Monthly Archives: May 2020

The Emotional Bank Account

emotional bank account

In my Fresh Start training last week, we discussed the Emotional Bank Account.

An emotional bank account is a metaphor that describes the amount of trust that has been built up in a relationship.  It’s the feeling of assurance you have with another person.

As Stephen R Covey describes in his book “The Seven Habits of Highly Effective People”, when you make enough deposits through kindness, courtesy, honesty and keeping commitments, you make deposits in your Emotional Bank Account, and build up a reserve.

When you have made enough deposits and others have established enough trust in you, you can call upon that trust if you need to.

So if and when you things go wrong, or you end up letting someone down – be that a team member, customer or friend – you have a sufficient balance that any withdrawal doesn’t take you ‘over drawn’.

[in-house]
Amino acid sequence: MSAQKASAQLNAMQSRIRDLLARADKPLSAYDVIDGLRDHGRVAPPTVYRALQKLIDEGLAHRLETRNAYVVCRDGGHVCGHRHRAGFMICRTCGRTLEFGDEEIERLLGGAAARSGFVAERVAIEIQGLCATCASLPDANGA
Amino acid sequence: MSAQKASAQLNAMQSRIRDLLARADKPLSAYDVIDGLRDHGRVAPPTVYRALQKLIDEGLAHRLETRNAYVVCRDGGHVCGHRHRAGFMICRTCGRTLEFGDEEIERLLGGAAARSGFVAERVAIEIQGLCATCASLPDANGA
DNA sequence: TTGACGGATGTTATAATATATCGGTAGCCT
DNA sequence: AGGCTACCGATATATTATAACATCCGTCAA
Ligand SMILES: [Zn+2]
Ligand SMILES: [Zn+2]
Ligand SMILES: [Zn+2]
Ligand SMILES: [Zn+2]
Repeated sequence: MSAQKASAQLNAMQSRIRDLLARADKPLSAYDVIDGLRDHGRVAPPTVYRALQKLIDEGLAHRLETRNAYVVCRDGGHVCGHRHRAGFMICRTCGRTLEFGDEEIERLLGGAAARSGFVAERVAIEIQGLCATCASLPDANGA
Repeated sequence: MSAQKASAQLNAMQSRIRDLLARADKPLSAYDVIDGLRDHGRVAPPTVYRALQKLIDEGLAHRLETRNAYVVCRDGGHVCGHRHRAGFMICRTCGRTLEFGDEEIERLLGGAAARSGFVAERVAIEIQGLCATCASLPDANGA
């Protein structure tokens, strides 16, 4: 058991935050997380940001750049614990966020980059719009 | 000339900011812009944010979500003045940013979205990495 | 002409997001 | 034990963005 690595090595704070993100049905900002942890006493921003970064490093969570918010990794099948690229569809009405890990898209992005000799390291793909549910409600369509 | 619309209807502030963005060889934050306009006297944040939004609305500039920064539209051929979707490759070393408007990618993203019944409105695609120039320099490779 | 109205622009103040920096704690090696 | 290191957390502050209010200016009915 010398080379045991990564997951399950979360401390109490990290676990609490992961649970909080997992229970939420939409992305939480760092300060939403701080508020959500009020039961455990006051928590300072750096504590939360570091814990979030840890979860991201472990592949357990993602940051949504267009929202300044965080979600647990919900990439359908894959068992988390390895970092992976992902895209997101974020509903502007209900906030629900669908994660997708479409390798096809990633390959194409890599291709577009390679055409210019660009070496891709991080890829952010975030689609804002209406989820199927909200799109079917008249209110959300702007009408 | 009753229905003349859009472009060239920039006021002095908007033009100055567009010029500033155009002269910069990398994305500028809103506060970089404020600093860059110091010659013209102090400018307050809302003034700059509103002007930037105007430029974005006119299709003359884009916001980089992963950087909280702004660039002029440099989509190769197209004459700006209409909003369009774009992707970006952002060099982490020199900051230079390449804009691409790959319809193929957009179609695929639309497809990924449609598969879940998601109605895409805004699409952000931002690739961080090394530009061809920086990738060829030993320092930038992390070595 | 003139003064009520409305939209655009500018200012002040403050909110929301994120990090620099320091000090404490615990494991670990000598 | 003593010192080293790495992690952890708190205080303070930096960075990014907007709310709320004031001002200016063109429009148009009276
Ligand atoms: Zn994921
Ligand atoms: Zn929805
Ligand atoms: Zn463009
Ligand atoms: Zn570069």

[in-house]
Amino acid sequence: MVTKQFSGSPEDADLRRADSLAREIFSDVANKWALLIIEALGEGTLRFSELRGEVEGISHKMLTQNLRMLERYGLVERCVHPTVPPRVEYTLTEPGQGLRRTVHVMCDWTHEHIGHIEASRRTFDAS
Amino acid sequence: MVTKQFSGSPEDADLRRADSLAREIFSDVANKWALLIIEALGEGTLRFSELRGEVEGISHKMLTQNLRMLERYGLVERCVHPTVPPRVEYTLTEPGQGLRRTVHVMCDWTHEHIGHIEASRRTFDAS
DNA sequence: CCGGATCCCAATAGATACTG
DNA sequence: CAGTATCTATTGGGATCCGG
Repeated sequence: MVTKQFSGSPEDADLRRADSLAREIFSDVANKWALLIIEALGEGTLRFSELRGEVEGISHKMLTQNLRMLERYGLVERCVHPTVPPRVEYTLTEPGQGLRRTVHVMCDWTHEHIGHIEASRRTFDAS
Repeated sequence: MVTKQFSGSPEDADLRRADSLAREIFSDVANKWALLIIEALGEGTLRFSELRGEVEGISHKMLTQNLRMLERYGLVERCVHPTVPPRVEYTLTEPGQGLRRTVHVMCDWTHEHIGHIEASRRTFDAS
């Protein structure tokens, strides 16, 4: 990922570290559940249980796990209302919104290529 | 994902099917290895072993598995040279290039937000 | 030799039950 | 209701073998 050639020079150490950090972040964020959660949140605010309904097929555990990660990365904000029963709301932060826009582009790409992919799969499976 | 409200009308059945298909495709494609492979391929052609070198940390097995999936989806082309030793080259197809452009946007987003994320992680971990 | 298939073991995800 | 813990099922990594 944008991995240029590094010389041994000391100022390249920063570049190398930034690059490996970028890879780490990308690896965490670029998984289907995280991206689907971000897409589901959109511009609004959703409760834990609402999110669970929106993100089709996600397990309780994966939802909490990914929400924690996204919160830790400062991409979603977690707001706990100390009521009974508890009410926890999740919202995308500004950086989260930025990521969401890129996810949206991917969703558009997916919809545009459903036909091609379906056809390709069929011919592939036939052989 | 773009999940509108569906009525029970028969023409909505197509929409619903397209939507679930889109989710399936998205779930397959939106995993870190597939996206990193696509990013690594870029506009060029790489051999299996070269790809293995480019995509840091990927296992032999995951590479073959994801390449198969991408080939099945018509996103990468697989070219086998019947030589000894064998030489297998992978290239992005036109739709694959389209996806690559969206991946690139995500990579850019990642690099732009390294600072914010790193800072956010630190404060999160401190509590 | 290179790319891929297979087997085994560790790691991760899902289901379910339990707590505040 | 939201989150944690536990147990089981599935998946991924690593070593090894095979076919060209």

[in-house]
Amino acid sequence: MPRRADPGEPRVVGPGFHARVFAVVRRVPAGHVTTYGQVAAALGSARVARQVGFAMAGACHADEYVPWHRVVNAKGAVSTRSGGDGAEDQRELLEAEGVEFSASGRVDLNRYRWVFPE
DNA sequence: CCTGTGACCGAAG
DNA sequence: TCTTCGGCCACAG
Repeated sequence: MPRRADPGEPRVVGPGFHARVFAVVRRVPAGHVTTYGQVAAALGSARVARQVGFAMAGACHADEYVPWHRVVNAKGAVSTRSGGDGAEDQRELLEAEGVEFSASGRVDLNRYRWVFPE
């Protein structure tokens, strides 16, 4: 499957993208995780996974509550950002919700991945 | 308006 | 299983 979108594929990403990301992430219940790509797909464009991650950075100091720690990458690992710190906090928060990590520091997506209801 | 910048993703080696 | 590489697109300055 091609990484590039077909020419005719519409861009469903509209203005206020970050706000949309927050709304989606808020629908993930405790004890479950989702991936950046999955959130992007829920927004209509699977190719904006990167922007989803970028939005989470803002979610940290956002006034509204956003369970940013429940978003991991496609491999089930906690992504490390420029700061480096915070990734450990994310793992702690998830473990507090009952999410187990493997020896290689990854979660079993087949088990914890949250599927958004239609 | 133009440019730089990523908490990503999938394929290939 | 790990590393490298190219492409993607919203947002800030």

However, if you are unkind, disrespectful, uncaring and mean, you draw from this account.

When the trust is high, communication is easier, quicker and more effective.

If you make enough deposits with others through courtesy, kindness, honesty and keeping your commitments to them, you build up a reserve.

This means that on the odd occasion when things go wrong, or you end up letting someone down – be that a team member, customer or friend – you have a sufficient balance that any withdrawal doesn’t take you ‘over drawn’.

Because others have established enough trust in you, you can call upon that trust if you need to.

When you are kind, honest, caring and friendly to another person, you make deposits on an Emotional Bank Account. However, if you are unkind, disrespectful, uncaring and mean, you draw from this account.

When the trust is high, communication is easy, instant and effective.

During the Lockdown, if you do nothing it won’t take long to withdraw everything. Your team are no doubt having mixed emotions at the moment: confused, anxious, uncertain, bored, lonely, stressed.